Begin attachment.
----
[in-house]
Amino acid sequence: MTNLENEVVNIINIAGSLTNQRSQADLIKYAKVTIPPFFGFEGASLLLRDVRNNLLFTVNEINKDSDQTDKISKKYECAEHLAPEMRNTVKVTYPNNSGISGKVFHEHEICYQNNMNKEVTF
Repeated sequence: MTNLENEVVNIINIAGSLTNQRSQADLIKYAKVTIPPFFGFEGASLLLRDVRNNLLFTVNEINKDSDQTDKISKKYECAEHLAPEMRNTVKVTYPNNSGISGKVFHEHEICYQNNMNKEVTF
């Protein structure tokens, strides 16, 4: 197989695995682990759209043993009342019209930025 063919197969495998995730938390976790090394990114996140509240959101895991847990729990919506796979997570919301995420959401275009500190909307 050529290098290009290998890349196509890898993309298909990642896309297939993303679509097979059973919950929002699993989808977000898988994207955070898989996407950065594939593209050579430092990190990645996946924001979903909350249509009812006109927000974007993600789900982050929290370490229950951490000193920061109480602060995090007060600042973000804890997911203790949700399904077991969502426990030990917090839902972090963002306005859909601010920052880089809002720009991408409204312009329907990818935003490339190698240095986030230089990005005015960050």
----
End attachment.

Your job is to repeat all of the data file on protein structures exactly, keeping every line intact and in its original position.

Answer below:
[in-house]
Amino acid sequence: MTNLENEVVNIINIAGSLTNQRSQADLIKYAKVTIPPFFGFEGASLLLRDVRNNLLFTVNEINKDSDQTDKISKKYECAEHLAPEMRNTVKVTYPNNSGISGKVFHEHEICYQNNMNKEVTF
Repeated sequence: MTNLENEVVNIINIAGSLTNQRSQADLIKYAKVTIPPFFGFEGASLLLRDVRNNLLFTVNEINKDSDQTDKISKKYECAEHLAPEMRNTVKVTYPNNSGISGKVFHEHEICYQNNMNKEVTF
């Protein structure tokens, strides 16, 4: 197989695995682990759209043993009342019209930025 063919197969495998995730938390976790090394990114996140509240959101895991847990729990919506796979997570919301995420959401275009500190909307 050529290098290009290998890349196509890898993309298909990642896309297939993303679509097979059973919950929002699993989808977000898988994207955070898989996407950065594939593209050579430092990190990645996946924001979903909350249509009812006109927000974007993600789900982050929290370490229950951490000193920061109480602060995090007060600042973000804890997911203790949700399904077991969502426990030990917090839902972090963002306005859909601010920052880089809002720009991408409204312009329907990818935003490339190698240095986030230089990005005015960050």